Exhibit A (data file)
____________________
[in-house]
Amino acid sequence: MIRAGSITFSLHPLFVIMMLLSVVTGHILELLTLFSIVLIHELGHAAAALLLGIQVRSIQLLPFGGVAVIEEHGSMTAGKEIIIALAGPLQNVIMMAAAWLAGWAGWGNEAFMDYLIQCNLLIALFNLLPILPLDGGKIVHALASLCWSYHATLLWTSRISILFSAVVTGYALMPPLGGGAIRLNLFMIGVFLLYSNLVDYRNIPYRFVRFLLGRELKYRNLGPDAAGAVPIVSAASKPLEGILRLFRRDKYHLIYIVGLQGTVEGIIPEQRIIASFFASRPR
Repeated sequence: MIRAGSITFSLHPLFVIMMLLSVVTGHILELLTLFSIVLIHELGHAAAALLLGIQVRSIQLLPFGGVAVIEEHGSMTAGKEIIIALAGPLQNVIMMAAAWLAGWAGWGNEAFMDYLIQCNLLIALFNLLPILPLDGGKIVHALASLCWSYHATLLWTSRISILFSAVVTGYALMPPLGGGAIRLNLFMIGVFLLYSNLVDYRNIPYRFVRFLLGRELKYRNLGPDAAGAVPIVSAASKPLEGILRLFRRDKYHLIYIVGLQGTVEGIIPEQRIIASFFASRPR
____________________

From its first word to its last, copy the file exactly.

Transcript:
[in-house]
Amino acid sequence: MIRAGSITFSLHPLFVIMMLLSVVTGHILELLTLFSIVLIHELGHAAAALLLGIQVRSIQLLPFGGVAVIEEHGSMTAGKEIIIALAGPLQNVIMMAAAWLAGWAGWGNEAFMDYLIQCNLLIALFNLLPILPLDGGKIVHALASLCWSYHATLLWTSRISILFSAVVTGYALMPPLGGGAIRLNLFMIGVFLLYSNLVDYRNIPYRFVRFLLGRELKYRNLGPDAAGAVPIVSAASKPLEGILRLFRRDKYHLIYIVGLQGTVEGIIPEQRIIASFFASRPR
Repeated sequence: MIRAGSITFSLHPLFVIMMLLSVVTGHILELLTLFSIVLIHELGHAAAALLLGIQVRSIQLLPFGGVAVIEEHGSMTAGKEIIIALAGPLQNVIMMAAAWLAGWAGWGNEAFMDYLIQCNLLIALFNLLPILPLDGGKIVHALASLCWSYHATLLWTSRISILFSAVVTGYALMPPLGGGAIRLNLFMIGVFLLYSNLVDYRNIPYRFVRFLLGRELKYRNLGPDAAGAVPIVSAASKPLEGILRLFRRDKYHLIYIVGLQGTVEGIIPEQRIIASFFASRPR